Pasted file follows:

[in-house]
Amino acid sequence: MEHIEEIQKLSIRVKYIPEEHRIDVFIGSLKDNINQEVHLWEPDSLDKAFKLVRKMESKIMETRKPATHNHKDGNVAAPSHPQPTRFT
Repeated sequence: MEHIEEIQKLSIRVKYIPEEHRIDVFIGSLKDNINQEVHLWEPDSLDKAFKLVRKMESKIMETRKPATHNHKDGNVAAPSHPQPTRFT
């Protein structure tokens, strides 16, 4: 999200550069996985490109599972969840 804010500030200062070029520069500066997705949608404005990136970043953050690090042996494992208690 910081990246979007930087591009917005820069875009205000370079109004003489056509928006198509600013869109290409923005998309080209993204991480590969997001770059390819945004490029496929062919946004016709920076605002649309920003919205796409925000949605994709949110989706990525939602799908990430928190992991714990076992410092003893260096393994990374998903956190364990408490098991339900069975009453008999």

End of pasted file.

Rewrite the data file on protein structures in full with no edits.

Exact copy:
[in-house]
Amino acid sequence: MEHIEEIQKLSIRVKYIPEEHRIDVFIGSLKDNINQEVHLWEPDSLDKAFKLVRKMESKIMETRKPATHNHKDGNVAAPSHPQPTRFT
Repeated sequence: MEHIEEIQKLSIRVKYIPEEHRIDVFIGSLKDNINQEVHLWEPDSLDKAFKLVRKMESKIMETRKPATHNHKDGNVAAPSHPQPTRFT
């Protein structure tokens, strides 16, 4: 999200550069996985490109599972969840 804010500030200062070029520069500066997705949608404005990136970043953050690090042996494992208690 910081990246979007930087591009917005820069875009205000370079109004003489056509928006198509600013869109290409923005998309080209993204991480590969997001770059390819945004490029496929062919946004016709920076605002649309920003919205796409925000949605994709949110989706990525939602799908990430928190992991714990076992410092003893260096393994990374998903956190364990408490098991339900069975009453008999």